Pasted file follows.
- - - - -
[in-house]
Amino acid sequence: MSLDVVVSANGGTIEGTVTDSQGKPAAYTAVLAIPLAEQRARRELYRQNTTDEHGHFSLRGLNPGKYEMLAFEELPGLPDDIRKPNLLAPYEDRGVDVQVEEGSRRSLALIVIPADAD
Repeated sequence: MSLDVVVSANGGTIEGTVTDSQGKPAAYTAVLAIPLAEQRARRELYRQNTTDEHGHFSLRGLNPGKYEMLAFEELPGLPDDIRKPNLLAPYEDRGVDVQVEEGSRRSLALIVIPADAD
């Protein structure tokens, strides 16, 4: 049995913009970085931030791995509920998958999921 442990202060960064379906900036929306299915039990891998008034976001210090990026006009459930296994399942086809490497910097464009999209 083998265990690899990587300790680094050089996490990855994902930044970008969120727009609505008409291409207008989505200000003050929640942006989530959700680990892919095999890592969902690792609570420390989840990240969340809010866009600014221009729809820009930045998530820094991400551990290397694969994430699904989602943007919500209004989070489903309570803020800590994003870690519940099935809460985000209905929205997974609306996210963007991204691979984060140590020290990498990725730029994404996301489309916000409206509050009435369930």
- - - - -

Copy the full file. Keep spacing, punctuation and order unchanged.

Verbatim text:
[in-house]
Amino acid sequence: MSLDVVVSANGGTIEGTVTDSQGKPAAYTAVLAIPLAEQRARRELYRQNTTDEHGHFSLRGLNPGKYEMLAFEELPGLPDDIRKPNLLAPYEDRGVDVQVEEGSRRSLALIVIPADAD
Repeated sequence: MSLDVVVSANGGTIEGTVTDSQGKPAAYTAVLAIPLAEQRARRELYRQNTTDEHGHFSLRGLNPGKYEMLAFEELPGLPDDIRKPNLLAPYEDRGVDVQVEEGSRRSLALIVIPADAD
């Protein structure tokens, strides 16, 4: 049995913009970085931030791995509920998958999921 442990202060960064379906900036929306299915039990891998008034976001210090990026006009459930296994399942086809490497910097464009999209 083998265990690899990587300790680094050089996490990855994902930044970008969120727009609505008409291409207008989505200000003050929640942006989530959700680990892919095999890592969902690792609570420390989840990240969340809010866009600014221009729809820009930045998530820094991400551990290397694969994430699904989602943007919500209004989070489903309570803020800590994003870690519940099935809460985000209905929205997974609306996210963007991204691979984060140590020290990498990725730029994404996301489309916000409206509050009435369930």